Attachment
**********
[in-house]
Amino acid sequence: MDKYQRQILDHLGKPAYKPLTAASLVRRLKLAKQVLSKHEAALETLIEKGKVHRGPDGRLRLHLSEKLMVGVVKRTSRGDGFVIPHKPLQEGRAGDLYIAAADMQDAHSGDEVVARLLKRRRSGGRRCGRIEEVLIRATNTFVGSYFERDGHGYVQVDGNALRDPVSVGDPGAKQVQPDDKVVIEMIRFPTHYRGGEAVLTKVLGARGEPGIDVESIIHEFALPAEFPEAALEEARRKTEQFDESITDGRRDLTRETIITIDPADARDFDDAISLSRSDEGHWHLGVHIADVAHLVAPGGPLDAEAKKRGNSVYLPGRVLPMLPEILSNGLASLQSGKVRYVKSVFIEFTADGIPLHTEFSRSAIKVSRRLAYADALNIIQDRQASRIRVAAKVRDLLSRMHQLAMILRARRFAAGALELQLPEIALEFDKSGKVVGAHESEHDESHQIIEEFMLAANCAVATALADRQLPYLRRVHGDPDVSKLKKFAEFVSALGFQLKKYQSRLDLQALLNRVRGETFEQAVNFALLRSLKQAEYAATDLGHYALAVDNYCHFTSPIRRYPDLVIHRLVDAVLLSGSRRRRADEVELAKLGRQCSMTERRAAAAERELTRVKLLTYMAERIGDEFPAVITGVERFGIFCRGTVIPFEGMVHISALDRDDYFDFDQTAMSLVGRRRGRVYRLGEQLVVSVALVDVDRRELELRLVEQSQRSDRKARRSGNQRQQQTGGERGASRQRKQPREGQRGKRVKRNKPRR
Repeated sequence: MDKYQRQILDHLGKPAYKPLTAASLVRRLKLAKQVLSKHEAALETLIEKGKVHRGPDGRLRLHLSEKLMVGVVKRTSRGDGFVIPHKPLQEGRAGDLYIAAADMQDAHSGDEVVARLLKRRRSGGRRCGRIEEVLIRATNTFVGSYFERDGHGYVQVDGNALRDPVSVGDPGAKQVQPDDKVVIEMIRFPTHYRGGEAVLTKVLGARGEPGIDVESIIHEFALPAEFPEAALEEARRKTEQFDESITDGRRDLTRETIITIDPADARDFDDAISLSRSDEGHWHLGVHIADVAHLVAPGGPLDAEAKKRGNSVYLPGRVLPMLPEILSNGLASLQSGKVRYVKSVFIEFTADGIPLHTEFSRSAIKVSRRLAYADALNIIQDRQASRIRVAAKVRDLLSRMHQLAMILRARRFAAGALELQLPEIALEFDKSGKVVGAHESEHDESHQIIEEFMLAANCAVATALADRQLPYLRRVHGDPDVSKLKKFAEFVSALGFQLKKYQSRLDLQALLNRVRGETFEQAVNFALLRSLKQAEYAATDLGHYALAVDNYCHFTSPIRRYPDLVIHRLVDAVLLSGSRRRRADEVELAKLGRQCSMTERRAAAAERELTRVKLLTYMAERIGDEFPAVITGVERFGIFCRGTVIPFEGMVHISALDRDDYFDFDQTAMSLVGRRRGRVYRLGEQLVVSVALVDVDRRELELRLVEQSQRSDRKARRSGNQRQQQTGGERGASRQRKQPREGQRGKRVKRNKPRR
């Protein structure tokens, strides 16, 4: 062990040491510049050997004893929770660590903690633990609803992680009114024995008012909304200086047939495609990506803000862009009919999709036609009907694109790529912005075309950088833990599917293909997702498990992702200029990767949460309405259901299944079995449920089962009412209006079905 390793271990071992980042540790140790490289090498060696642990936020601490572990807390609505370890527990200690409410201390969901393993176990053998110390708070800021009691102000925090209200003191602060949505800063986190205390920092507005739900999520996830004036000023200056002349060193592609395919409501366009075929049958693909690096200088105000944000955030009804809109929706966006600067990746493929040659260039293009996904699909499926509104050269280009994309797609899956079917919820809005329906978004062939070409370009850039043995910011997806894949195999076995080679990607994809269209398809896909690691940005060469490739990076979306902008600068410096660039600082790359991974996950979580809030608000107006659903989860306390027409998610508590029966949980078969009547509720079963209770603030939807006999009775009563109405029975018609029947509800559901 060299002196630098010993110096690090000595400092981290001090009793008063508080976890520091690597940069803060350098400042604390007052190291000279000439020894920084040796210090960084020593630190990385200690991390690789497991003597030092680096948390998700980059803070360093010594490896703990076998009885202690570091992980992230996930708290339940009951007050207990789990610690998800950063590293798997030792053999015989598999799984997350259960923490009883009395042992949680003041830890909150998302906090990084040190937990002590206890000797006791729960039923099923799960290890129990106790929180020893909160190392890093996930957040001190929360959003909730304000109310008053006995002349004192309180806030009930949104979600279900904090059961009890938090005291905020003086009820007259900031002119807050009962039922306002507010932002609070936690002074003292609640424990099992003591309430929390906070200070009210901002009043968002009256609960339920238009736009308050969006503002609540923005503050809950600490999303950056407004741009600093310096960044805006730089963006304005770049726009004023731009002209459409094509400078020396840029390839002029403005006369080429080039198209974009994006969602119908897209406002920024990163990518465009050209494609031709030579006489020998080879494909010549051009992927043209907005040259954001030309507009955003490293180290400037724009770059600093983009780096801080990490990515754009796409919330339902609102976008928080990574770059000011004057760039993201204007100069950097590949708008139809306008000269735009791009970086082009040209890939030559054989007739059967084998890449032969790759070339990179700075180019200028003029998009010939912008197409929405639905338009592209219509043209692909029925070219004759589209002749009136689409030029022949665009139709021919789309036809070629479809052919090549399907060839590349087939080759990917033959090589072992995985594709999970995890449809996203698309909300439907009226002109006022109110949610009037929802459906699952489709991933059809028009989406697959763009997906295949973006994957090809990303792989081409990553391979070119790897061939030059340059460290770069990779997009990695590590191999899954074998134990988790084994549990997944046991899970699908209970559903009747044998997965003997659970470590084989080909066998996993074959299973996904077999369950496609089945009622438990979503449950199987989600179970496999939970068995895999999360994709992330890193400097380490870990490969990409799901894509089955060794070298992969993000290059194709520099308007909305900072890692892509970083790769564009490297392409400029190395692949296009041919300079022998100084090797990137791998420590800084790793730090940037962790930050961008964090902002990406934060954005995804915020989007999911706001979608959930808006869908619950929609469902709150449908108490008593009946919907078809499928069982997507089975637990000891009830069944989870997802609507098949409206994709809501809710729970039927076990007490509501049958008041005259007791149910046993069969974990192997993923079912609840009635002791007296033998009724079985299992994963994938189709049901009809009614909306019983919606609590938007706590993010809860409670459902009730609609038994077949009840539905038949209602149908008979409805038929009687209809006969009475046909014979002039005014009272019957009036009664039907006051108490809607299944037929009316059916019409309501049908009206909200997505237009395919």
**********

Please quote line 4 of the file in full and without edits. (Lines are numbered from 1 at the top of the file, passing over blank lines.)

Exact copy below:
């Protein structure tokens, strides 16, 4: 062990040491510049050997004893929770660590903690633990609803992680009114024995008012909304200086047939495609990506803000862009009919999709036609009907694109790529912005075309950088833990599917293909997702498990992702200029990767949460309405259901299944079995449920089962009412209006079905 390793271990071992980042540790140790490289090498060696642990936020601490572990807390609505370890527990200690409410201390969901393993176990053998110390708070800021009691102000925090209200003191602060949505800063986190205390920092507005739900999520996830004036000023200056002349060193592609395919409501366009075929049958693909690096200088105000944000955030009804809109929706966006600067990746493929040659260039293009996904699909499926509104050269280009994309797609899956079917919820809005329906978004062939070409370009850039043995910011997806894949195999076995080679990607994809269209398809896909690691940005060469490739990076979306902008600068410096660039600082790359991974996950979580809030608000107006659903989860306390027409998610508590029966949980078969009547509720079963209770603030939807006999009775009563109405029975018609029947509800559901 060299002196630098010993110096690090000595400092981290001090009793008063508080976890520091690597940069803060350098400042604390007052190291000279000439020894920084040796210090960084020593630190990385200690991390690789497991003597030092680096948390998700980059803070360093010594490896703990076998009885202690570091992980992230996930708290339940009951007050207990789990610690998800950063590293798997030792053999015989598999799984997350259960923490009883009395042992949680003041830890909150998302906090990084040190937990002590206890000797006791729960039923099923799960290890129990106790929180020893909160190392890093996930957040001190929360959003909730304000109310008053006995002349004192309180806030009930949104979600279900904090059961009890938090005291905020003086009820007259900031002119807050009962039922306002507010932002609070936690002074003292609640424990099992003591309430929390906070200070009210901002009043968002009256609960339920238009736009308050969006503002609540923005503050809950600490999303950056407004741009600093310096960044805006730089963006304005770049726009004023731009002209459409094509400078020396840029390839002029403005006369080429080039198209974009994006969602119908897209406002920024990163990518465009050209494609031709030579006489020998080879494909010549051009992927043209907005040259954001030309507009955003490293180290400037724009770059600093983009780096801080990490990515754009796409919330339902609102976008928080990574770059000011004057760039993201204007100069950097590949708008139809306008000269735009791009970086082009040209890939030559054989007739059967084998890449032969790759070339990179700075180019200028003029998009010939912008197409929405639905338009592209219509043209692909029925070219004759589209002749009136689409030029022949665009139709021919789309036809070629479809052919090549399907060839590349087939080759990917033959090589072992995985594709999970995890449809996203698309909300439907009226002109006022109110949610009037929802459906699952489709991933059809028009989406697959763009997906295949973006994957090809990303792989081409990553391979070119790897061939030059340059460290770069990779997009990695590590191999899954074998134990988790084994549990997944046991899970699908209970559903009747044998997965003997659970470590084989080909066998996993074959299973996904077999369950496609089945009622438990979503449950199987989600179970496999939970068995895999999360994709992330890193400097380490870990490969990409799901894509089955060794070298992969993000290059194709520099308007909305900072890692892509970083790769564009490297392409400029190395692949296009041919300079022998100084090797990137791998420590800084790793730090940037962790930050961008964090902002990406934060954005995804915020989007999911706001979608959930808006869908619950929609469902709150449908108490008593009946919907078809499928069982997507089975637990000891009830069944989870997802609507098949409206994709809501809710729970039927076990007490509501049958008041005259007791149910046993069969974990192997993923079912609840009635002791007296033998009724079985299992994963994938189709049901009809009614909306019983919606609590938007706590993010809860409670459902009730609609038994077949009840539905038949209602149908008979409805038929009687209809006969009475046909014979002039005014009272019957009036009664039907006051108490809607299944037929009316059916019409309501049908009206909200997505237009395919």